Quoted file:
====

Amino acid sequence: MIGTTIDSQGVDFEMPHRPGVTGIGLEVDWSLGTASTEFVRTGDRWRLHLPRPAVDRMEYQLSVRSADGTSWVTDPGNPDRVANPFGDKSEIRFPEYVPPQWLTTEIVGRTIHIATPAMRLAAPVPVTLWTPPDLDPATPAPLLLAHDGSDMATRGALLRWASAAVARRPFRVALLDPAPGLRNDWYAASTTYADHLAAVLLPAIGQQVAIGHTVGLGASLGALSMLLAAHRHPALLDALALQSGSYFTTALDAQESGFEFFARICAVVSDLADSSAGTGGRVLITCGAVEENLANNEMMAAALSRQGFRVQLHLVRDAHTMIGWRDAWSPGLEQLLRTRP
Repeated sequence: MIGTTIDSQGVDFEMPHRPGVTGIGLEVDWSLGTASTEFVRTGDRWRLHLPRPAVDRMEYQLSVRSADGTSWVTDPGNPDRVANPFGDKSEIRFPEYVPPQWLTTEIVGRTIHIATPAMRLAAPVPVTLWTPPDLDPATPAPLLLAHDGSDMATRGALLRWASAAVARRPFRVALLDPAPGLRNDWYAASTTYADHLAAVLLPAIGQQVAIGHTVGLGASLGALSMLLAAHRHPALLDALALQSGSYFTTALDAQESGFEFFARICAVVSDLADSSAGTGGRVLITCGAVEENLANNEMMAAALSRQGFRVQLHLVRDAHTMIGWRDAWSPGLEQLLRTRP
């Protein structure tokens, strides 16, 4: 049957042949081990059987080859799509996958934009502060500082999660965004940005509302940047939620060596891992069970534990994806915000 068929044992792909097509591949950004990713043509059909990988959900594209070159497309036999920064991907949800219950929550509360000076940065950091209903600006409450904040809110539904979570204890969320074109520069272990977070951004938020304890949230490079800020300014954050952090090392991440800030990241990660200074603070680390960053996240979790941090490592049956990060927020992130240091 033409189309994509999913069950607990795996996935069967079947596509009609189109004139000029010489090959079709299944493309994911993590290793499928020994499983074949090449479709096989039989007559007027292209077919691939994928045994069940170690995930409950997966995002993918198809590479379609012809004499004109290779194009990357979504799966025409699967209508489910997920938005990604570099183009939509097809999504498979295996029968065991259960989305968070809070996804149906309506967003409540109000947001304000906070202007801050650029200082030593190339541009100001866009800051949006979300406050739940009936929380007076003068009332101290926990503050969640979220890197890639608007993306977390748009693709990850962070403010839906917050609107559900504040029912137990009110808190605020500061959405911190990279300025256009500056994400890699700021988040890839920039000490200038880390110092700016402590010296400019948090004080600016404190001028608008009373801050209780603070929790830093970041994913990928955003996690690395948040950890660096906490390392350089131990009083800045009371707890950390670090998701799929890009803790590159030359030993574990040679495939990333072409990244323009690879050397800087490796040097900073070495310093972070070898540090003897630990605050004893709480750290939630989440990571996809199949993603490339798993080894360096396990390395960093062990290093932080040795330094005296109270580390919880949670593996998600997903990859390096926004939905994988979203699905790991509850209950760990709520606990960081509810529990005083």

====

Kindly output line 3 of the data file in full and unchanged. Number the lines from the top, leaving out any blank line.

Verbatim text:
């Protein structure tokens, strides 16, 4: 049957042949081990059987080859799509996958934009502060500082999660965004940005509302940047939620060596891992069970534990994806915000 068929044992792909097509591949950004990713043509059909990988959900594209070159497309036999920064991907949800219950929550509360000076940065950091209903600006409450904040809110539904979570204890969320074109520069272990977070951004938020304890949230490079800020300014954050952090090392991440800030990241990660200074603070680390960053996240979790941090490592049956990060927020992130240091 033409189309994509999913069950607990795996996935069967079947596509009609189109004139000029010489090959079709299944493309994911993590290793499928020994499983074949090449479709096989039989007559007027292209077919691939994928045994069940170690995930409950997966995002993918198809590479379609012809004499004109290779194009990357979504799966025409699967209508489910997920938005990604570099183009939509097809999504498979295996029968065991259960989305968070809070996804149906309506967003409540109000947001304000906070202007801050650029200082030593190339541009100001866009800051949006979300406050739940009936929380007076003068009332101290926990503050969640979220890197890639608007993306977390748009693709990850962070403010839906917050609107559900504040029912137990009110808190605020500061959405911190990279300025256009500056994400890699700021988040890839920039000490200038880390110092700016402590010296400019948090004080600016404190001028608008009373801050209780603070929790830093970041994913990928955003996690690395948040950890660096906490390392350089131990009083800045009371707890950390670090998701799929890009803790590159030359030993574990040679495939990333072409990244323009690879050397800087490796040097900073070495310093972070070898540090003897630990605050004893709480750290939630989440990571996809199949993603490339798993080894360096396990390395960093062990290093932080040795330094005296109270580390919880949670593996998600997903990859390096926004939905994988979203699905790991509850209950760990709520606990960081509810529990005083």